The Millerton News - March 7, 2024

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AMENIA — The Board of Education of the North East (Webutuck) Central School District held a public hearing on the 2024-25 budget on Monday, May 6.

The hearing, held in the high school’s library, drew a small crowd that included five students who also were part of a presentation on a school program on climate and culture.

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Afghan artists find new homes in Connecticut

The Good Gallery, located next to The Kent Art Association on South Main Street, is known for its custom framing, thanks to proprietor Tim Good. As of May, the gallery section has greatly expanded beyond the framing shop, adding more space and easier navigation for viewing larger exhibitions of work. On Saturday, May 4, Good premiered the opening of “Through the Ashes and Smoke,” featuring the work of two Afghan artists and masters of their crafts, calligrapher Alibaba Awrang and ceramicist Matin Malikzada.

This is a particularly prestigious pairing considering the international acclaim their work has received, but it also highlights current international affairs — both Awrang and Malikzada are now recently based in Connecticut as refugees from Afghanistan. As Good explained, Matin has been assisted through the New Milford Refugee Resettlement (NMRR), and Alibaba through the Washington Refugee Resettlement Project. NMRR started in 2016 as a community-led non-profit supported by private donations from area residents that assist refugees and asylum-seeking families with aid with rent and household needs.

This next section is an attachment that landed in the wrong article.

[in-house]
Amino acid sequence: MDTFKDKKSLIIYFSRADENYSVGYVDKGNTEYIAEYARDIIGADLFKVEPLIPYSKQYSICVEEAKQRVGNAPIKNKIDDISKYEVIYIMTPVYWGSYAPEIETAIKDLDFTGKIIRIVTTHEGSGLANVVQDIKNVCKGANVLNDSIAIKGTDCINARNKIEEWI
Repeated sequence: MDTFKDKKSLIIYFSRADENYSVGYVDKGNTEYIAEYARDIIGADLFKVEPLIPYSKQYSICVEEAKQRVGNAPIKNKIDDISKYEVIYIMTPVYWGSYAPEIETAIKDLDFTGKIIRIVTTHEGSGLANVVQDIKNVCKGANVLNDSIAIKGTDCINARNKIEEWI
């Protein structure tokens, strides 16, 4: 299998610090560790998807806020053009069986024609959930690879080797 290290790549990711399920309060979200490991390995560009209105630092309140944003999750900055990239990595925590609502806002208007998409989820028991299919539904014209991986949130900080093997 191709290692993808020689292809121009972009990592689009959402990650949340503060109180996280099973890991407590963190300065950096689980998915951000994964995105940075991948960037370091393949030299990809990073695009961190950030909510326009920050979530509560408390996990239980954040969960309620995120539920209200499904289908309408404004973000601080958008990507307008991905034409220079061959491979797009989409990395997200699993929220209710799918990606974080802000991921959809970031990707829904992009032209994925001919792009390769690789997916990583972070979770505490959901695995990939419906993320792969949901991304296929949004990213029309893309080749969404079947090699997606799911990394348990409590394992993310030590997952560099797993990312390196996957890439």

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Students share work at Troutbeck Symposium

Students presented to packed crowds at Troutbeck.

Natalia Zukerman

The third annual Troutbeck Symposium began this year on Wednesday, May 1 with a historical marker dedication ceremony to commemorate the Amenia Conferences of 1916 and 1933, two pivotal gatherings leading up to the Civil Rights movement.

Those early meetings were hosted by the NAACP under W.E.B. Du Bois’s leadership and with the support of hosts Joel and Amy Spingarn, who bought the Troutbeck estate in the early 1900s.

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